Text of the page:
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How to Plan an Appreciation Dinner for a Family Member

by Molly Thompson

Families often gather to celebrate special events, such as holidays or birthdays. Your family may also honor Mom or Dad on their special days. Why not start a new tradition in your family, by throwing a "Thanks for Being You" day for a family member? Plan a fun dinner in her honor, whether it's for the 85-year-old family matriarch or your 4-year-old daughter whose smile brightens everyone's day. Surround the guest of honor with her favorite foods, colors and music and give her an appreciation dinner she'll always treasure.

Set a date and invite other family members to the appreciation dinner. If the party is supposed to be a surprise, be sure to tell the invitees know not to spill the beans to the guest of honor. Ask each guest to bring a card or a short hand-written note about why he appreciates the guest of honor. Kids can color a picture, others can write down their favorite memory of the honoree and the family writer can make up a clever poem about her.

Decorate the dinner table and surrounding area with paper goods and decorations in the honoree's favorite color. Adjust the types of decorations based on the age and gender of the guest of honor -- Grandma might prefer flowers, while a younger honoree might get a kick out of colorful balloons.

Plan the menu based on the guest of honor's favorite foods. You can follow a "theme" or type of food if that's meaningful to the honoree -- French food for the teenager who just mastered her French final, for example. Don't worry about having a balanced meal or pleasing everyone. If Grandpa really wants all his fave, old-fashioned comfort foods, great. And it's OK for the meal to consist of hot dogs, chicken nuggets, mac 'n' cheese and ice cream with gummy worms if that's what your 4-year-old would pick if he were king for a day, because that's what he is!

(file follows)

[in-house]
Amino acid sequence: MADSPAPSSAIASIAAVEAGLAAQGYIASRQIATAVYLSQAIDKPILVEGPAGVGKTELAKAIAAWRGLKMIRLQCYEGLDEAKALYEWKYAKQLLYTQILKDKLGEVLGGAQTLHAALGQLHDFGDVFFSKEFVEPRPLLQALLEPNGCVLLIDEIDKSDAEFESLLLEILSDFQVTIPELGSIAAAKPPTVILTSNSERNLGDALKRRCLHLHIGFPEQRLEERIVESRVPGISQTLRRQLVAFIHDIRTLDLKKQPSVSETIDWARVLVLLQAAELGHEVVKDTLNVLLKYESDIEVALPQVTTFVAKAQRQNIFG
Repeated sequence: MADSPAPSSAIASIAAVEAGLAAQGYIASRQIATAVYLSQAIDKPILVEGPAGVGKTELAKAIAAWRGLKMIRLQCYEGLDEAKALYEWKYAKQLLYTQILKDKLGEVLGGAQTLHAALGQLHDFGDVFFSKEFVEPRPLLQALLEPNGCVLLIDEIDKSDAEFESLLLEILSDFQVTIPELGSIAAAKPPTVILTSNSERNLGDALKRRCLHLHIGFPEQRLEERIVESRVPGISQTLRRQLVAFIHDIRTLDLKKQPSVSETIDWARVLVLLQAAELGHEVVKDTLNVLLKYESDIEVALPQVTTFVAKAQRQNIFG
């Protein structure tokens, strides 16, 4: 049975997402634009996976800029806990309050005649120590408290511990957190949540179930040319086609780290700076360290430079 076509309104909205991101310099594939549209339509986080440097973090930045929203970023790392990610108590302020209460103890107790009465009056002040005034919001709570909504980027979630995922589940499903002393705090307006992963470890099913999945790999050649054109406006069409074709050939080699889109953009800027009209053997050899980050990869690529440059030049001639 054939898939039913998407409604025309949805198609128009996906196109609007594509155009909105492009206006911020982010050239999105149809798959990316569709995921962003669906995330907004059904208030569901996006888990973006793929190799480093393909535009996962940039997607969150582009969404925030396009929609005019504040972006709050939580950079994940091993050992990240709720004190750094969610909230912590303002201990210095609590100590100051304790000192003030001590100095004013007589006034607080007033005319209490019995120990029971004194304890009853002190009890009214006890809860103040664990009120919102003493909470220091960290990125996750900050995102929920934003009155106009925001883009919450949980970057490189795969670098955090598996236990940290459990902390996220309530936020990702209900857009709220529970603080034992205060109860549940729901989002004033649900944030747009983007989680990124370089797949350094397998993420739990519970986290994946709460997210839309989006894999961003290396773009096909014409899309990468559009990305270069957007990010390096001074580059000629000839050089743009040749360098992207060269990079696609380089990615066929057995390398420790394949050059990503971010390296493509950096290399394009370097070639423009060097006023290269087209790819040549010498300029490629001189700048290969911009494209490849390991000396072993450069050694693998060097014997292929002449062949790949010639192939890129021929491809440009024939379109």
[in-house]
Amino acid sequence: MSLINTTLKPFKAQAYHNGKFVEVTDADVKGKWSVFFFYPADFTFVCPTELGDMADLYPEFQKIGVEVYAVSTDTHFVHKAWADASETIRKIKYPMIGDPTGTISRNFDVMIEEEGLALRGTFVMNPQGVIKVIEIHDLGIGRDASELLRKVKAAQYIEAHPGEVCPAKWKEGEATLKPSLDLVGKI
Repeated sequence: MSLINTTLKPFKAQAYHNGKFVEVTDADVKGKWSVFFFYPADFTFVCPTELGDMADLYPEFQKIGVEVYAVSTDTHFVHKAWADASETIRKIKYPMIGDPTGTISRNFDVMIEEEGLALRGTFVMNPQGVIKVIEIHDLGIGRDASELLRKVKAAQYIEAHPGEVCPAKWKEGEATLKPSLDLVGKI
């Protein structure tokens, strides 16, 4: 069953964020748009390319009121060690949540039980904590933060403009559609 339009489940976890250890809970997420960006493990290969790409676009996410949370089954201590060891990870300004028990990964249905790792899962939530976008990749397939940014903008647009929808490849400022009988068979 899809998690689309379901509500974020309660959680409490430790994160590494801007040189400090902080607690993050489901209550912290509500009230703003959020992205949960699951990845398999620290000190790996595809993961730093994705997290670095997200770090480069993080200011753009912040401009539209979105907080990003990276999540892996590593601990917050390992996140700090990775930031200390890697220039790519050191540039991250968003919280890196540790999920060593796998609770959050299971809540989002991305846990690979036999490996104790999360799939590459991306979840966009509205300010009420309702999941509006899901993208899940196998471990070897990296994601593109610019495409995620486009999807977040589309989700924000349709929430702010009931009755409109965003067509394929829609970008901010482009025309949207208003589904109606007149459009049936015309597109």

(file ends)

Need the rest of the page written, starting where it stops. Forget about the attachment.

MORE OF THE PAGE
Start the meal by going around the table and having each guest say something he appreciates about the honoree. Record the comments so the honoree can listen to them later. Put the cards, notes and pictures the guest brought into a home-made album or binder after the event so the honored family member has a special memento of the occasion.

About the Author

As a national security analyst for the U.S. government, Molly Thompson wrote extensively for classified USG publications. Thompson established and runs a strategic analysis company, is a professional genealogist and participates in numerous community organizations.Thompson holds degrees from Wellesley and Georgetown in psychology, political science and international relations.

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